This time of year is when I really feel like I deserve a treat. With the cold wind blowing during my walks with Ella this week I must have burned extra calories.
Sweets offer us a boost in energy. Numerous ingredients gives a combination of flavours and benefits. A decadent dessert is comfort food on steroids. Therefore, making Millionaire Shortbread is completely justified. What is Millionaire Shortbread, you ask? Let me tell you…
Martin and I discovered this wonderful dessert in Scotland a few years back. We were there in March and it was bone-chilling damp cold (I don’t know how kilts can keep anyone warm in that kind of weather!)
We ducked into a cozy cafe in Edinburgh after having visited the Surgeon’s Hall Museums at the Royal College of Surgeons.
(It might sound creepy, but this place is well worth the visit if you are in Edinburgh, full of interesting exhibits and amazing facts. ) Amidst the aromas of black tea and coffee in the cafe we spied a row of squares among the usual pastries, layered and elegant. Once I saw the name I knew we had to sample one.
I can’t find any information on where the name Millionaire Shortbread comes from – it must be just because the layering of shortbread, caramel and chocolate all in one bite makes you feel like you’ve struck it rich.
I didn’t get the recipe from the cafe, and the ones I found needed tweaking so I added my own Scottish-Canadian twist. They aren’t hard to make, all they take is a bit of patience as the layers set. While you wait I recommend thinking of with whom you will share them, as they are addictive and one really is sufficient.
Once you have settled in with your hot beverage and squares of decadence, you might want to continue the Scottish theme. There are many topics of discussion – one of my favourites is the Outlander series of books, written by Diana Gabaldon – which have now also become a TV series. (If you’ve been in a hole and haven’t heard of Outlander, these stories tell the tale of the love between a post-war nurse and the Highlander she meets when she tumbles through time to the 18th century. Their love stands not only the test of time but also numerous historical events.) What better way to while away an afternoon with a friend than to muse on possible alternate lives and love that transcends all obstacles?
By now you are probably thinking I’ve gone overboard, but that’s because you haven’t tasted Millionaire Shortbread. Just go make some. Then you’ll know what I mean.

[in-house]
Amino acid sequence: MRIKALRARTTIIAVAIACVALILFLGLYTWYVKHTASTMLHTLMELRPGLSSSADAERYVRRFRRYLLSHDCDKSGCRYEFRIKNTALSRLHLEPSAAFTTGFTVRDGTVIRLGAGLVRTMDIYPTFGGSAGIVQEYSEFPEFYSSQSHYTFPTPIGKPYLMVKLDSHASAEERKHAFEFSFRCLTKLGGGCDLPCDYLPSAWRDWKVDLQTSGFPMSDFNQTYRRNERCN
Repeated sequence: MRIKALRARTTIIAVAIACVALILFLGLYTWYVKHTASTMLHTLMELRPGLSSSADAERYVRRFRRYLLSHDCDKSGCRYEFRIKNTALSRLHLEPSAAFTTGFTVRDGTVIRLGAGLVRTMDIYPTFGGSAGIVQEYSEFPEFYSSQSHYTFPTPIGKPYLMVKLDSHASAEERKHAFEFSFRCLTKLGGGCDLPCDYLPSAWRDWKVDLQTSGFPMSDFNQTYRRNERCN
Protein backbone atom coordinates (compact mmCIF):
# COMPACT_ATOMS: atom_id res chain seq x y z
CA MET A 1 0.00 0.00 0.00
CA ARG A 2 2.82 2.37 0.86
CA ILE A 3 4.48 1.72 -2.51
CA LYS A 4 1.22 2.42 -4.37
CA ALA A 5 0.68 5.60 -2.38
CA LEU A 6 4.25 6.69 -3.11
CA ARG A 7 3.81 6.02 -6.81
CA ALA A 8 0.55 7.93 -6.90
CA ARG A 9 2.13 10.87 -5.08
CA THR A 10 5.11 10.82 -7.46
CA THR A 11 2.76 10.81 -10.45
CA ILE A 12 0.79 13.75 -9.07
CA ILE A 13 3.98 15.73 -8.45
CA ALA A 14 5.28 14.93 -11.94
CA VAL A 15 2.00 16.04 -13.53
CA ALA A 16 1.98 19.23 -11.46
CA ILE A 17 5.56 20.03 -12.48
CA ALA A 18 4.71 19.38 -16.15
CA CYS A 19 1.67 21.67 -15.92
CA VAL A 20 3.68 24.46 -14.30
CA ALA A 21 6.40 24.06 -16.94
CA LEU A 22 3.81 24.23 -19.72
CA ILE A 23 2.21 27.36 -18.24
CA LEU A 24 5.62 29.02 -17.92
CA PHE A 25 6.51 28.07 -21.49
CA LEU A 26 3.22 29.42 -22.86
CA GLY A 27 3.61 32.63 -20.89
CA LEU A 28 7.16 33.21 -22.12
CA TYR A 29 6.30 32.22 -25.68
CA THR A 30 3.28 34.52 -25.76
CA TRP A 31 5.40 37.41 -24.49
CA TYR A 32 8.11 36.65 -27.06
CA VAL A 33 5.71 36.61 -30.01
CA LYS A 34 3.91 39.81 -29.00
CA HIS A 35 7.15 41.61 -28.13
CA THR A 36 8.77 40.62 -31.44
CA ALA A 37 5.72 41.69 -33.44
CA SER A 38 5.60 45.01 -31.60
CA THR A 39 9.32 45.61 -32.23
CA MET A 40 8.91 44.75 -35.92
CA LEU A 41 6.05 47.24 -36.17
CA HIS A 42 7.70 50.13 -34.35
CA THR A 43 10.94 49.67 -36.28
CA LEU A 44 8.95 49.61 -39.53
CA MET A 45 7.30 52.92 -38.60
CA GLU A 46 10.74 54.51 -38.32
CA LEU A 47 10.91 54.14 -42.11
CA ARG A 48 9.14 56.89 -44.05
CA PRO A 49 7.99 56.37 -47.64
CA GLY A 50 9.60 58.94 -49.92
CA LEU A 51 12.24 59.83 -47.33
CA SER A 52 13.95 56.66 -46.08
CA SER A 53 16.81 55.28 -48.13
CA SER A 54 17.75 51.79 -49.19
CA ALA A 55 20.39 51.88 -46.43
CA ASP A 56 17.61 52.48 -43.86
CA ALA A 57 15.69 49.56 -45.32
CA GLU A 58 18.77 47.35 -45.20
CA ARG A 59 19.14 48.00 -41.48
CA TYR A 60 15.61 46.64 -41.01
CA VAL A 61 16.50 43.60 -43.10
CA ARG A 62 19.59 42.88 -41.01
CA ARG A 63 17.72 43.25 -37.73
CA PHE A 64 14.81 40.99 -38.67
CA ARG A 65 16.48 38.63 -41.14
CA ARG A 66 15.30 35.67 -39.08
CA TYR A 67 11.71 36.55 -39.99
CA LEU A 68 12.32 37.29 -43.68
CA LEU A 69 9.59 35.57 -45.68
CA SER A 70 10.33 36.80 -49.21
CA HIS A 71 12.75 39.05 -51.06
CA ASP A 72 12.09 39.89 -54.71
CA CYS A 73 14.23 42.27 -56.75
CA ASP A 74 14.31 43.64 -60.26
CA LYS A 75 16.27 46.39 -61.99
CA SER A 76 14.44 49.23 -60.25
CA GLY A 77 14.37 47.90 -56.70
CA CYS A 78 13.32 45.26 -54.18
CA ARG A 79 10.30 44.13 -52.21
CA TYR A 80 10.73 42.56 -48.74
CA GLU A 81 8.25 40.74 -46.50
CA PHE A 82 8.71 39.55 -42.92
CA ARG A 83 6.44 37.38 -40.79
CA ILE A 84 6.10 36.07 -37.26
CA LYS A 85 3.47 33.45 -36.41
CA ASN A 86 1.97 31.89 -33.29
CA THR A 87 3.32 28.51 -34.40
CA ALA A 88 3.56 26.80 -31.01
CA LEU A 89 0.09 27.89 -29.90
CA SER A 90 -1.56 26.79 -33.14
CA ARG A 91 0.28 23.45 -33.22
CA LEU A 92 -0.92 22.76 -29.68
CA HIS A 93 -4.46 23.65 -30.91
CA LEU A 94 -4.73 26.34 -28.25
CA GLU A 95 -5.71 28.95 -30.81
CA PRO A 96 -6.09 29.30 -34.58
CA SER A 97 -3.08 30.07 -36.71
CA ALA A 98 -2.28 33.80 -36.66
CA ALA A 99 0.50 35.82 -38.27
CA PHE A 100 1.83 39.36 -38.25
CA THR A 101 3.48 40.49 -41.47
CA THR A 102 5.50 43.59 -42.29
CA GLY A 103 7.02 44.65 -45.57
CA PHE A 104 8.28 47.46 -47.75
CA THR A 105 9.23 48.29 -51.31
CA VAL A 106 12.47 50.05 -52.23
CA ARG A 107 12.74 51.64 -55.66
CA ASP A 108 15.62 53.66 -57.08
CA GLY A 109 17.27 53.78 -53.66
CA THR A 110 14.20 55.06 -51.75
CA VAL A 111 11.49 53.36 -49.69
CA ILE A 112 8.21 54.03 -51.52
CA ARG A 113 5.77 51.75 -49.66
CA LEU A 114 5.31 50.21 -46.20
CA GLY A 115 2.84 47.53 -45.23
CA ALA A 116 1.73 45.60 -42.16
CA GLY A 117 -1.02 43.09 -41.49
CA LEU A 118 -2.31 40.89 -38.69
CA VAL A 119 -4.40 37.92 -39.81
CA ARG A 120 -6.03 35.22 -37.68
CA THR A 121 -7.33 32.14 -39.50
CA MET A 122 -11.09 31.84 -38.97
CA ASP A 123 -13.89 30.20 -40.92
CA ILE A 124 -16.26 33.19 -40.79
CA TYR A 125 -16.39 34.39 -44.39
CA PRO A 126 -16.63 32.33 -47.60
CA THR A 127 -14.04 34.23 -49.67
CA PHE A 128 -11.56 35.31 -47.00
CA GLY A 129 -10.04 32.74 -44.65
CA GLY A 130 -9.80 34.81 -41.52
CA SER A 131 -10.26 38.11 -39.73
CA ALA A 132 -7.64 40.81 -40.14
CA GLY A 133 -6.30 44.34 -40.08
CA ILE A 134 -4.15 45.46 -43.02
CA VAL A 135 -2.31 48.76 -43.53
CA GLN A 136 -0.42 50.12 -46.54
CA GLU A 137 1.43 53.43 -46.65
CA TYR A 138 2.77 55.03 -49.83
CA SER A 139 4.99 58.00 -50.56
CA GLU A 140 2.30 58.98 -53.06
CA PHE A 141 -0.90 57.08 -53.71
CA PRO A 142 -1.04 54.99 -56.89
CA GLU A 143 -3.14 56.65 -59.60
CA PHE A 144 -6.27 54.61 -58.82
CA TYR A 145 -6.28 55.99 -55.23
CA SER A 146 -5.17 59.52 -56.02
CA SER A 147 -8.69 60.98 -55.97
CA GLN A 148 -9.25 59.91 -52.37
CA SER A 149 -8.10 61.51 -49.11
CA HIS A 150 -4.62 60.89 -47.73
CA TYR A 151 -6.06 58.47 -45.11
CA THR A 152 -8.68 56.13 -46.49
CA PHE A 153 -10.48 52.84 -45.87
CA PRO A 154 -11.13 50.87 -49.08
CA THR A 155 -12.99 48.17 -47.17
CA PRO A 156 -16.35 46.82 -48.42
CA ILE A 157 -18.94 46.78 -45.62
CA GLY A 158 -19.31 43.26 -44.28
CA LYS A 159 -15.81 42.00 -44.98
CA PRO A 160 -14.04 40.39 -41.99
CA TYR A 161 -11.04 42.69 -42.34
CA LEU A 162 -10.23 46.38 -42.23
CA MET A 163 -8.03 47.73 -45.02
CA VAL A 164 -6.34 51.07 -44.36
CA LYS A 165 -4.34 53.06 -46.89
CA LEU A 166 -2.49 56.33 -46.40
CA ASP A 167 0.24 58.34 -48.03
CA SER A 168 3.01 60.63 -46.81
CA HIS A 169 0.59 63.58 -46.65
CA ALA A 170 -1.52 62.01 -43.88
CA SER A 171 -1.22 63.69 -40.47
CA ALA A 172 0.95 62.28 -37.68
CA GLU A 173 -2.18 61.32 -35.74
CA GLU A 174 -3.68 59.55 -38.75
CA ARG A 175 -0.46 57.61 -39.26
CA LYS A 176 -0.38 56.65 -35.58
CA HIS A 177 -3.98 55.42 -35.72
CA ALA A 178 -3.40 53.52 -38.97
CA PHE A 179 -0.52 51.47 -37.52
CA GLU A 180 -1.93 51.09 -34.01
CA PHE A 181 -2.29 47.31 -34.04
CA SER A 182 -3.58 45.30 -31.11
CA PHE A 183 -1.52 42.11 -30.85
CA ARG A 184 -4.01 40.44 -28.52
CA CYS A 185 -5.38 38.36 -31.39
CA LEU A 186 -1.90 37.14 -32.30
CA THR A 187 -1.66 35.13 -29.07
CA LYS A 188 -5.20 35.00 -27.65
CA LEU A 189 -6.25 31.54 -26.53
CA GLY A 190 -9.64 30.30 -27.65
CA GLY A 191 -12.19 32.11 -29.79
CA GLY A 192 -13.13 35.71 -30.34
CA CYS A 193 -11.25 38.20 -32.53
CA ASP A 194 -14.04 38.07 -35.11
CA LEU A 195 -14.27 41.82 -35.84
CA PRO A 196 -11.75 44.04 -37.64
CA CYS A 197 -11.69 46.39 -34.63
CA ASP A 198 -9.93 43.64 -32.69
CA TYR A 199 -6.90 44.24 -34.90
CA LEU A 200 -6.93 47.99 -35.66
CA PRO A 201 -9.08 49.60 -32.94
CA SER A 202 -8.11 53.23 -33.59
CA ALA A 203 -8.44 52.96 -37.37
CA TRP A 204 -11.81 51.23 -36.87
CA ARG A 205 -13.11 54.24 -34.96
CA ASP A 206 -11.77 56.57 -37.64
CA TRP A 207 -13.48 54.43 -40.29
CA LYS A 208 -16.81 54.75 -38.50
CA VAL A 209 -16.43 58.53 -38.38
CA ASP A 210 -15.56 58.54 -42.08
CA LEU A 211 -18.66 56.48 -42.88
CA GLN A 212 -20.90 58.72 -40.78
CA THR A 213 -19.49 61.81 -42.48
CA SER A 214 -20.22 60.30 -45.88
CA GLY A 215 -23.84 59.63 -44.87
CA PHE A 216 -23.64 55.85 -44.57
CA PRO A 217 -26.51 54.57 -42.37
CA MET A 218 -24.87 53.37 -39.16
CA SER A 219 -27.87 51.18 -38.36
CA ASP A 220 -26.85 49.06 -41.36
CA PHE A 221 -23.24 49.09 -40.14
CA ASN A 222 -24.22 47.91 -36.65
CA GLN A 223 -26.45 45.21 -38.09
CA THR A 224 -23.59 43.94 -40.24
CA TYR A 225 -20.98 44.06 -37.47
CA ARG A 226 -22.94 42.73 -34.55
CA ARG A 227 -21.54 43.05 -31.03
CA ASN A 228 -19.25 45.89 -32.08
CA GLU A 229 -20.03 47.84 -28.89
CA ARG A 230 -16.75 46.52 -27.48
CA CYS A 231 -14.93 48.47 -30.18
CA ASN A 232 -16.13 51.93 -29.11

I am sending my column this week from Scotland, where we are busy sampling local fare.
Today we were in Stirling where we spent a few very interesting hours at Stirling Castle, a pivotal spot in many Scottish battles throughout history and the home to many well known monarchs. We even got to tour the great kitchens where they prepared the food for the people at the castle, armies and royals. (More about that in future columns.)
It was exciting to envision another time and what it must have been like but I was happy to head to a more modem place for lunch.
We stopped at a pub called Nicky Tams (a Scottish expression denoting your going-out duds, as in “this is a place you could wear your Nicky tams!”). The barman was most gracious and made us feel quite cozy. He recommended a local beer called Bitter and Twisted which was lovely, just like the humour on the label. That really put us in the mood for Scottish fare so it seemed appropriate to have “haggis, neeps & tatties”. For those of you who are not familiar with the Highland brogue, this refers to a traditional blood sausage served with mashed turnips & potatoes. For dessert, we shared a “cranocken”. It was a delightful and whimsical dish that mixed raspberries with a whiskey infused whipped cream and crumbled shortbread, then topped with a few roasted oats. It made me hum 🙂
As I sampled this taste of Scotland and thought about tradition, I remembered as a child eating Mom’s meatloaf with mashed turnips and potatoes. I wondered, was this some modern variation on a theme? And didn’t she make a dessert too, that was about taking strawberry jam and whipped cream with graham biscuits? It seems to me she used to say I was a favourite recipe of my Gran’s (great grandma) – she made it when my Gramps was little.
So are we taking bits of our culinary heritage along whether we like it or not? My Mom’s family, the McMurchys, left Scotland eight generations ago. My Gran was a pioneer, but in Canada, living in a mud house on the prairies when she was a young married woman. It doesn’t seem all that far fetched though, to think that all those generations would have looked to create similar meals if possible, and likely found some comfort in an adaptation of an old favourite.
I felt strangely warmed to know that perhaps I had completed a sort of culinary circle of time. Food is always a wonderful combination of having an adventure and coming home, and I had managed to do all of that. I bet tonight if I concentrate (or perhaps after a glass of good scotch) I may even see an ancestor or two in a back booth.
NOTE: The barman at Nicky Tams said there is an old fellow who haunts one of their back booths; the felllow’s granddaughter (now aged 80) was in the pub one day and mentioned that her grandad had been a regular and had in fact passed away one afternoon right in the middle of drinking his pint. Perhaps the beer is just good enough to make people believe such things… Or perhaps it is the power of the haggis, neeps and tatties 🙂